IT-Bosses tell us that all our problems can be solved by collecting information. The more you give, the more you get. But then there is only „social physics“ instead of politics left.
Even the mavens of Silicon Valley are occasionally right. And so: the production, accumulation, and analysis of traces left by the digital devices does produce real benefits. Following the logic of the Peace Dividend – a popular slogan of the early 1990s, which held that decreased military spending would promote economic growth – we can speak of the Surveillance Dividend: the idea that the Internet of Things and Big Data and the inevitable disruption of the entire universe by a handful of Californian start-ups will yield economic abundance, political emancipation, universal prosperity.
Thanks to the increased trackability of everything, we can design better, optimize better, govern better, know better. The Surveillance Dividend boosts efficiency. It saves money. It extends lives. Its benefits are real. The right question to ask, then, is not whether the Surveillance Dividend allows us to govern better or know better. No, it’s to ask: better than what?
To answer that question, it helps to analyze how the proponents of the Surveillance Dividend tout its benefits across different domains. In his new book Social Physics, Alex Pentland, a professor at the MIT Media Lab, an adviser to the World Economic Forum in Davos, and a very important man (according to his web-site, he dined “with British Loyalty and the President of India”), describes an experiment called FunFit that he ran in Boston.
The goal was to get members of a local community to be more physically active. In the past, the study might have deployed a social advertising campaign about the benefits of health. Or it might have paid individuals to stay fit. Pentland, however, chose a different strategy: everyone in the study was paired with two peers from the community. They might have known them only slightly or, on the contrary, be very close to them. These two members were provided with small cash incentives for getting their shared contact to increase their physical activity, tracked by accelerometers in the smartphones provided by the study. Thus, if you walk around more than usual, your peers – not you! – get the cash.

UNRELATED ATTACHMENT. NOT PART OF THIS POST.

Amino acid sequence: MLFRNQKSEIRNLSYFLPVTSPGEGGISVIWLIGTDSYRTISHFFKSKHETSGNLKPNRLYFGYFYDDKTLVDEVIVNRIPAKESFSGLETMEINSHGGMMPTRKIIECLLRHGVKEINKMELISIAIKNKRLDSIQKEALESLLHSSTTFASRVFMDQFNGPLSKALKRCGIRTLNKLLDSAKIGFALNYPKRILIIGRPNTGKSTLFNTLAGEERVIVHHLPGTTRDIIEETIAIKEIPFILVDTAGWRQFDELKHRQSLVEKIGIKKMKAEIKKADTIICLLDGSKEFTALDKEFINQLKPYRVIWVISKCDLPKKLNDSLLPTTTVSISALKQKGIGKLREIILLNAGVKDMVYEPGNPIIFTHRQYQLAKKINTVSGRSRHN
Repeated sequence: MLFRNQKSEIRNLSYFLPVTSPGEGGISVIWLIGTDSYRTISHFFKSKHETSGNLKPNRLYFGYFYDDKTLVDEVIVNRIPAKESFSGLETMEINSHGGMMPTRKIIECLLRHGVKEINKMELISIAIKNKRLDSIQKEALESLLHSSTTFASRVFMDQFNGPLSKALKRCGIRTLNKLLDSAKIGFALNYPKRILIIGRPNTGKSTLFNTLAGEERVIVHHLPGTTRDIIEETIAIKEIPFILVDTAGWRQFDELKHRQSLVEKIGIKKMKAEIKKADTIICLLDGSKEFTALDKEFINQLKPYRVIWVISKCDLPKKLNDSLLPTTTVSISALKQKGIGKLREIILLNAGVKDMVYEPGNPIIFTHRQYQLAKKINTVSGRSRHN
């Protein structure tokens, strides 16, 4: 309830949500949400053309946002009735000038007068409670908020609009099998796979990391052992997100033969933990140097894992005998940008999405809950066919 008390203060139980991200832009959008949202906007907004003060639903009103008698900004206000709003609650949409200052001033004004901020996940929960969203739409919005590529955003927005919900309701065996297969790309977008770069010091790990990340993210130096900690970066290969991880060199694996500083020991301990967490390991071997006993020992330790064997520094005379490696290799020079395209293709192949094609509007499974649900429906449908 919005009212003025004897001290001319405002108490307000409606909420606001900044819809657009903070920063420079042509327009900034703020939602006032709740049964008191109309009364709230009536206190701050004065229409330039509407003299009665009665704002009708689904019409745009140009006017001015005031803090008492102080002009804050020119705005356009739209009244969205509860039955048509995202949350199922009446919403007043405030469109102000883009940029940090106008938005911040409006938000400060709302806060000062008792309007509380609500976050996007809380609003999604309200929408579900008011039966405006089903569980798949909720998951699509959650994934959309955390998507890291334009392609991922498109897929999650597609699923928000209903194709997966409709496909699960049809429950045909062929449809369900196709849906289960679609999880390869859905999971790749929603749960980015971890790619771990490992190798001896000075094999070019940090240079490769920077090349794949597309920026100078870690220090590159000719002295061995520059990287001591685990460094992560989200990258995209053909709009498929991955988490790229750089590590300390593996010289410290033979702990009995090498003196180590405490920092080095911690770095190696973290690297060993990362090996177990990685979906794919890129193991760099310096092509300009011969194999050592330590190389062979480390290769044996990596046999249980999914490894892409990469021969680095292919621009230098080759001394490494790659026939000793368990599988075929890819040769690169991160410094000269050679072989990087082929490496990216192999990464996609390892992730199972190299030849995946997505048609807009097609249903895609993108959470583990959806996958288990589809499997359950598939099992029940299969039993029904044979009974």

The results were astonishing: the scheme worked almost four times more effectively than the traditional approach of paying individuals directly. Moreover, if your peers were people with whom you interacted a lot, it worked eight times better. Pentland, thus, announces the birth of a new discipline: “social physics.” Thus, by studying our existing social relationships and using that knowledge to provide specifically crafted incentives to individuals, we can finally address the long-neglected social problems.
Observation solves problems
Pentland provides another example: during the 2010 congressional elections in the US, American academics conducted a study on 61 million Facebook users divided into two groups. Both saw messages urging them to vote but the first group saw a generic and unpersonalized message while the second group saw a personalized message that featured faces of their friends who had already voted. The laws of social physics held up: more people from the second group actually voted. For close friends – as opposed to mere online acquaintances – the results were particularly impressive: four times more people voted after seeing the personalized message.
Systems based on social physics work because they know us: not just our daily movements and communication patterns but also our friends and the nature of our relationships. Social physics has mind-boggling implications. With enough data-mining, one can find the right neighbors to convince us to cut energy consumption, the right friends to tell us not to eat junk food, the right colleagues to remind us not to slack off during work hours. It’s all about finding the right people at the right time and getting them to send the right messages.